Here is a great catch phrase- Locust Capitalism. The article by David Waldman, describing the past business practices of one of our corporate persons, Bain Capital, uses this catchy phrase to characterize said corporate person. Of course, the irony of it all is plastered on the face of biological person Willard “Mitt” Romney who makes a show of being a job creator.

There is something that locusts do create- it is called frass.

I do not doubt Romney’s sincerity when he speaks. Like other candidates, he seems to live in the “eternal now” much like a dog. He wags his tail at the public hoping to curry favor for the treat of being president. If wagging his tail doesn’t work, he rolls over and puts up a paw hoping to win over the public. It is in the nature of these creatures to do this and while we cannot hold them blameless for their transgressions, we can at least understand them.

People who are able to think about business in an abstract way, that is, unencumbered by sloppy sentimentality for the fate of individuals, are well suited to become the captains and oligarchs of business. Romney seems to have been a captain. If the practices described by Waldman did in fact happen, then the locust analogy is very suitable and it says a lot about the character of the persons involved.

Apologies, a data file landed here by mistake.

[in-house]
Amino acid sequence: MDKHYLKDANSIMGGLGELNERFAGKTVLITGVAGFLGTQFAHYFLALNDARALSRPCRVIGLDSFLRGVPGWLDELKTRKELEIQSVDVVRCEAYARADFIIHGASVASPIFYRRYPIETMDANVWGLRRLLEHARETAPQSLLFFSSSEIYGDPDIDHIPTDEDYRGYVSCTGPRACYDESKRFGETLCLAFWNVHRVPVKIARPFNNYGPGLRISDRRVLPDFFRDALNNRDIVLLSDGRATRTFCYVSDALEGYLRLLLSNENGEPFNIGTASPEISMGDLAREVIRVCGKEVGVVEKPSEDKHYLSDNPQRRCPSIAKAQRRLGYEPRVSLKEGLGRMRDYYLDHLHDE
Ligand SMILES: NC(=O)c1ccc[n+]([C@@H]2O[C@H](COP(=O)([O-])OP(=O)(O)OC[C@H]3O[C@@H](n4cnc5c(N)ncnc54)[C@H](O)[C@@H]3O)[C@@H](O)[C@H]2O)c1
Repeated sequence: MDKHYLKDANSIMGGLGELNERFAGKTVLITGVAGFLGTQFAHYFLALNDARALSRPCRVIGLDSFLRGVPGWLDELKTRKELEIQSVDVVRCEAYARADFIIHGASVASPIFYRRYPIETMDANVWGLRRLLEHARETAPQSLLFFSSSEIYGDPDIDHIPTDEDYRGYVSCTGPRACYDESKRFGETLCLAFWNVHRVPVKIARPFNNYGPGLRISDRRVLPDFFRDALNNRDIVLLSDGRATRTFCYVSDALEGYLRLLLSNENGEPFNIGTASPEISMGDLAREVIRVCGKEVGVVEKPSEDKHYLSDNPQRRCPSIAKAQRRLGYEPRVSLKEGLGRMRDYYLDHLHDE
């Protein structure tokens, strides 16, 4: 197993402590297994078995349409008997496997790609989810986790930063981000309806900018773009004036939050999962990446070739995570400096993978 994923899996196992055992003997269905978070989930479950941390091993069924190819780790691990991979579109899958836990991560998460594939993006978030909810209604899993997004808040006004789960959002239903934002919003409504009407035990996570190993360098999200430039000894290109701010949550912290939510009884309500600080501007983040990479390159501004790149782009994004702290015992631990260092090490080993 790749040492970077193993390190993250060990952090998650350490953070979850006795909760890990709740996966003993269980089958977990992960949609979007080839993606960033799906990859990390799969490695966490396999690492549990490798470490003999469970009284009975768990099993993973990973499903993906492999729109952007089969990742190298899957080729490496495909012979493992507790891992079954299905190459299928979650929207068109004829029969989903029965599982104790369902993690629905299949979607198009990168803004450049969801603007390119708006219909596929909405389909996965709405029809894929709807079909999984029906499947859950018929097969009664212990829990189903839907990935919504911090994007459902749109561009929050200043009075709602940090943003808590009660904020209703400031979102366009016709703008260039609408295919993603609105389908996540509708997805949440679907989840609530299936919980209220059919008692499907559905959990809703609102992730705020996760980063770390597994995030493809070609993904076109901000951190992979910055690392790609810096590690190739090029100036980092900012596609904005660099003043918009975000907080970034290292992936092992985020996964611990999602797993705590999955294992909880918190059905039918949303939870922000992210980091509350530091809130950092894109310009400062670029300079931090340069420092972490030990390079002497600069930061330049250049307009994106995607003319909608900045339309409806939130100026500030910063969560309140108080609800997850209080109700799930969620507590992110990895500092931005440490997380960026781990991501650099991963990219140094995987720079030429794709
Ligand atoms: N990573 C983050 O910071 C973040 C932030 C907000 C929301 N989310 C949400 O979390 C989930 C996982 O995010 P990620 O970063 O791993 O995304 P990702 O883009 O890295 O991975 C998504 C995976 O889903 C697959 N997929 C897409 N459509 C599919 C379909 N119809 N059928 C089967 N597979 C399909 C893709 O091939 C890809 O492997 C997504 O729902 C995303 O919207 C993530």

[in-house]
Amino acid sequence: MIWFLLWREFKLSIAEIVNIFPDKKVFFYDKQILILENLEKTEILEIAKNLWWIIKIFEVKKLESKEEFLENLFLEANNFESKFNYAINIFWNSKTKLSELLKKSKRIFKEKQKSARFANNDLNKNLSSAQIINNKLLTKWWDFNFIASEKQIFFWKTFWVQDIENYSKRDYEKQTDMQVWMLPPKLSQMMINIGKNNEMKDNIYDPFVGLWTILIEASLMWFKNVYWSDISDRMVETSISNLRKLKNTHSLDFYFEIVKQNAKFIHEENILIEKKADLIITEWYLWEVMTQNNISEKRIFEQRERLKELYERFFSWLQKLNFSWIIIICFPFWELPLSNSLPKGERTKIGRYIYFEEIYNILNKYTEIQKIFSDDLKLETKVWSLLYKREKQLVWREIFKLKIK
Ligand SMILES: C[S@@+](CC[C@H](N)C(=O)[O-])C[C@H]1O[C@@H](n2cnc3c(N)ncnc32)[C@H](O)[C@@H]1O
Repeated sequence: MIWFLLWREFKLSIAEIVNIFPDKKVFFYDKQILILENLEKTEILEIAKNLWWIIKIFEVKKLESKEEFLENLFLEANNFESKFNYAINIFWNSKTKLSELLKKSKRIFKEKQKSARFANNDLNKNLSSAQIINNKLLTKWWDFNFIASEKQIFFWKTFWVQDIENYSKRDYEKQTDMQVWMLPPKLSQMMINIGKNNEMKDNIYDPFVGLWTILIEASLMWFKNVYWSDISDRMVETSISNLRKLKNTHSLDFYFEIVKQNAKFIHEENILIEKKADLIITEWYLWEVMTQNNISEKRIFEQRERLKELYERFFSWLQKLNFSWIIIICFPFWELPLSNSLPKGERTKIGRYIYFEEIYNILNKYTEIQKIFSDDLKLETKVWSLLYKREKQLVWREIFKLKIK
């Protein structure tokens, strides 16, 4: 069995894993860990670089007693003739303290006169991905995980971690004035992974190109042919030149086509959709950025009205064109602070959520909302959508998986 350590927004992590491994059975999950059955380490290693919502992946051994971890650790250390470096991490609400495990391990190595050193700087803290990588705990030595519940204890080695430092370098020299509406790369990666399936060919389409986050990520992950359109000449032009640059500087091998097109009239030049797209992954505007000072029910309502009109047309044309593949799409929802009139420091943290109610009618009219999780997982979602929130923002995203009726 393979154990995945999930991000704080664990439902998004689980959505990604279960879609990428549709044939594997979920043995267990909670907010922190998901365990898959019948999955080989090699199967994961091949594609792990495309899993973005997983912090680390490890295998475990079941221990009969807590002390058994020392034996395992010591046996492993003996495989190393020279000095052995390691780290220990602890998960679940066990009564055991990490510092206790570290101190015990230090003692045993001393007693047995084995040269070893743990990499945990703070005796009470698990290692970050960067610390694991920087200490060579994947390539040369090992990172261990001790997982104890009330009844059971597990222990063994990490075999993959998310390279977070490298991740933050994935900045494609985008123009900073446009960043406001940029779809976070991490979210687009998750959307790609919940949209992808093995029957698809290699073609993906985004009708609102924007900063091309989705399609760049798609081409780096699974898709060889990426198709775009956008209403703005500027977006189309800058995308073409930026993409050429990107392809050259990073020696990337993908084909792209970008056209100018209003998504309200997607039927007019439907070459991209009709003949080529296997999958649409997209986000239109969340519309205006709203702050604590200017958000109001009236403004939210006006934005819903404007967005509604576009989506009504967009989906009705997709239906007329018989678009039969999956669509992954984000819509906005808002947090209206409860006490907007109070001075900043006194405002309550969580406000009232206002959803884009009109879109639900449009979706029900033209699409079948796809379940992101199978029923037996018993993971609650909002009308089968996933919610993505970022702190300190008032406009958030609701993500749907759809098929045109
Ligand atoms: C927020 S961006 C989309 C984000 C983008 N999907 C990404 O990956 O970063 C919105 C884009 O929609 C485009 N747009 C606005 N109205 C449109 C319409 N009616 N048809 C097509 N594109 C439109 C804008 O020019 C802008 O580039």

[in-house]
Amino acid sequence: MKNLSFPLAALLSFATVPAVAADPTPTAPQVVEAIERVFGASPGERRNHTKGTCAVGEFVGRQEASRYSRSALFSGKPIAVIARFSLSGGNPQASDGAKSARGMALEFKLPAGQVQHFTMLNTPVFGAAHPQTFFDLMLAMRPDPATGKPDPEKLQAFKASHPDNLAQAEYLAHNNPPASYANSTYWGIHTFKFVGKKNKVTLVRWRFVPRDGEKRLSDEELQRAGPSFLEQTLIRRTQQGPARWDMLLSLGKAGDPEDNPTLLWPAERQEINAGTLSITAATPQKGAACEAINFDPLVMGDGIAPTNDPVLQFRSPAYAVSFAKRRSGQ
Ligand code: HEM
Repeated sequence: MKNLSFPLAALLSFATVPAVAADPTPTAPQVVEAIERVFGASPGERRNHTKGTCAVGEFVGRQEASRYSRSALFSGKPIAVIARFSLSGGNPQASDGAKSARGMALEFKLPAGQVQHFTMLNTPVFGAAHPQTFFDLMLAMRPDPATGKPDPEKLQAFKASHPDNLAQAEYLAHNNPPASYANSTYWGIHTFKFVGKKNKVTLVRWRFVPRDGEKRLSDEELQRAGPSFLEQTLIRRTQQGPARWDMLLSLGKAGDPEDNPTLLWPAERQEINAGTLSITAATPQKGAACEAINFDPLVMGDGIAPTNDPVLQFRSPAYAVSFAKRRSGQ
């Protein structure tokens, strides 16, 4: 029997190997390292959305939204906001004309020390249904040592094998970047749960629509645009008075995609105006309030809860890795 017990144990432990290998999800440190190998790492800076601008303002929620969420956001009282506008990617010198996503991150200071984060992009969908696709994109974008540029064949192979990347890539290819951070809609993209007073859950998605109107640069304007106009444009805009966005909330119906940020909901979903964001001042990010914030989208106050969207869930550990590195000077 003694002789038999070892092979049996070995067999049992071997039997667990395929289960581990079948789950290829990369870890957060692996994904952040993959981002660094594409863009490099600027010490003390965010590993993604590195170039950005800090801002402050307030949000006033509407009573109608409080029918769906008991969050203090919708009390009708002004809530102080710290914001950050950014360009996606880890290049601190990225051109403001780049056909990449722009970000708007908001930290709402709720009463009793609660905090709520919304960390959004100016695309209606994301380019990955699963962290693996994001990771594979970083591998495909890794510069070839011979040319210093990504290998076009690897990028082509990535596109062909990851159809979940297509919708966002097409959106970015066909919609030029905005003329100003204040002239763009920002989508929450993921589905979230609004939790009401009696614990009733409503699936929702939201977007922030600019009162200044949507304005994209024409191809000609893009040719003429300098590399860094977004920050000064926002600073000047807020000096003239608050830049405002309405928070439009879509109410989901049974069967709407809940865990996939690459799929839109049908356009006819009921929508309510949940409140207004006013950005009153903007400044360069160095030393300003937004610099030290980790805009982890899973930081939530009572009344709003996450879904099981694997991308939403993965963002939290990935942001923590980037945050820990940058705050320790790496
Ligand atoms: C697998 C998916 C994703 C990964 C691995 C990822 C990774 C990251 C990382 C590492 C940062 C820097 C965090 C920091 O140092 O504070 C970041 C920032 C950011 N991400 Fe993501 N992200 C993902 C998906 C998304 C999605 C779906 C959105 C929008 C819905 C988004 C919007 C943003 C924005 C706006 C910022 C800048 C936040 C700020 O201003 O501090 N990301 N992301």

Waldman writes that Romney and cohorts bought companies holding ample commercial credit, charged them substantial management fees, and tapped out the credit lines while pocketing operating cash, driving the company into bankruptcy. They walk away from the remaining husk of what was a functioning organization with their neatly stacked pile of lucre.

If a real person did this, he/she might be described as a kind of sociopath. But somehow in the context of business there is no descriptor for such antisocial behavior.

Since we are now in the habit of referring to corporate personhood, perhaps we need to be a bit more analytical about it and characterize pathological behavior such as this.